Photo credit: Sarah Quiara
Girl in a Coma just want to be understood. The San Antonio-based trio have been
around long enough (eight years as a band) to have learned "what to do and
what not to do," as bassist Jenn Alva said.
But there are a few things they need people to understand.
First, they may be named after a famous song by 1980’s indie rock band The
Smiths, but they don’t sound anything like them.
"After a while, it gets old," said drummer Phanie Diaz. "We’re
fans of Morrissey, but we formed a band — and maybe we brought it on ourselves
— but we will never be [The Smiths], and we’re not trying to. It’s like they
don’t even listen to the album. ‘Oh they’re like the Smiths.’"
It didn’t help, of course, that The Smiths’ former frontman, Morrissey, came to
see Girl in a Coma play at the Viper Room in
them to open for him on a large tour.
"He really liked the music," Jenn said, acknowledging that there are
probably skeptics who think he chose the group based on their name. But like
having Joan Jett handpick them to be one of her label’s flagship artists, it
was a validation that only gave Girl in a Coma more reason to keep going.
Photo credit: Michael Rubenstein
In 2007, the trio released Both Before
I’m Gone, a romantic, dark album that is clearly rock but with influences
from several other genres, including rockabilly, cabaret and Pasty Cline-esque
Fronted by Phanie’s sister, Nina, Girl in a Coma released
a handful of singles, including "Say," a quick-paced, catchy
track, and "Road to Home," a song with a slow and light intro that
picks up the tempo in time to engage listeners in hand claps. The video for the
latter included drag icon Amanda LePore, and also included a cameo from their
mentor, Joan Jett.
Phanie said having Joan appreciate their music is a big boost, but it can also
perpetuate some boring interview questions and assumptions.
"I mean, it’s not a big deal, but you kind of get tired," Jenn said.
"It’s like, we’re always down for interviews, but it gets really tiring to
answer a million times. Like we were in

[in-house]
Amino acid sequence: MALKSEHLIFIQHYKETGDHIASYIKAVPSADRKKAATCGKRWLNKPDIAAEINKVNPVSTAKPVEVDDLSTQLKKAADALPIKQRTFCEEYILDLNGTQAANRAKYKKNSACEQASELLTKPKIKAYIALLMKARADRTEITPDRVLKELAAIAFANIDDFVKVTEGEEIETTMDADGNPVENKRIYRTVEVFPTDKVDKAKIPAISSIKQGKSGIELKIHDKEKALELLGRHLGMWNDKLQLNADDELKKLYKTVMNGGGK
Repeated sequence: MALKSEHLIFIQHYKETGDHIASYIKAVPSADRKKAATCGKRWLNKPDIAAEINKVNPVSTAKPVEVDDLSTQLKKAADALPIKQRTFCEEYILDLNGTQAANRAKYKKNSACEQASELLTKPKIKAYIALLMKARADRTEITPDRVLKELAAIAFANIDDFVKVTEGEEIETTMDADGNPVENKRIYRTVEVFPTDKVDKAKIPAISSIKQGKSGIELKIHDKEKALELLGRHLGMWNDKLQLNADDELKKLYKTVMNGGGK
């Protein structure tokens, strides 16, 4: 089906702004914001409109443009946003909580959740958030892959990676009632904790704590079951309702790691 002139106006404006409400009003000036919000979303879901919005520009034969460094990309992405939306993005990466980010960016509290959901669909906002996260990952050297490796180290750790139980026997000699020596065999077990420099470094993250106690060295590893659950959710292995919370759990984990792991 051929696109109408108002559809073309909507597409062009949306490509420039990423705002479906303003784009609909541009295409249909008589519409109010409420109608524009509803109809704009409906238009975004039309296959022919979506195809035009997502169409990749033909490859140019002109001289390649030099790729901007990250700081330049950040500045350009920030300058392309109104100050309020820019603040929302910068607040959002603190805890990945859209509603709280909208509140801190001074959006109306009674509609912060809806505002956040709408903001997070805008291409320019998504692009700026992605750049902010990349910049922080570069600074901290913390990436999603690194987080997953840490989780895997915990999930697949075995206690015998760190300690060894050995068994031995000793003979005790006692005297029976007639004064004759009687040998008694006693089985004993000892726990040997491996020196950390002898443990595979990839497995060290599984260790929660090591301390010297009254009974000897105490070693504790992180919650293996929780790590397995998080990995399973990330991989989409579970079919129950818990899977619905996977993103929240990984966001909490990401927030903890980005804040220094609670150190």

and there was this girl, poor girl, she built it up, saying, ‘I have been dying
to ask you guys this!’ and we’re like, ‘Yeah? What is it?’ and she says, ‘How
did you get your name?’"
"I think we made something up once," Phanie said, "It involved
something like that I was a stripper."
Since the release of Both Before I’m
Gone, Girl in a Coma has toured extensively on their own, as well as with
Morrissey, with another 1980’s band called The Cult and on the True Colors
Tour. They are currently switching from the opening slot on the Tegan and Sara
fall tour to opening for Bitch and the Exciting Conclusion. They’ve played a
whirlwind of venues, from rooms the size of garages to auditoriums holding
thousands of people.
"At first it was kind of intimidating to go from playing little shows to
huge venues," Phanie said.
"I like that, though," Nina said of playing venues where she is on
the same floor as the attendees. "I like playing those small kinds of
Their exposure to all types of venues is most likely why the band has one of
the most diverse fan bases possible: from punk lesbians to Goth teenagers to
40-something Hispanic men, the average Girl in a Coma concert is a melting pot
of music fans.
"I think the reason we’ve gotten to where we are is people telling each
other about us, word of mouth," Jenn said.
Girl in a Coma’s queer fan base is no doubt attracted to the
fact that Jenn is an out lesbian. Touring with gay-favorite Morrissey, and acts
like Tegan and Sara and Bitch, can only mean more gay women will be finding
themselves falling for Girl in a Coma.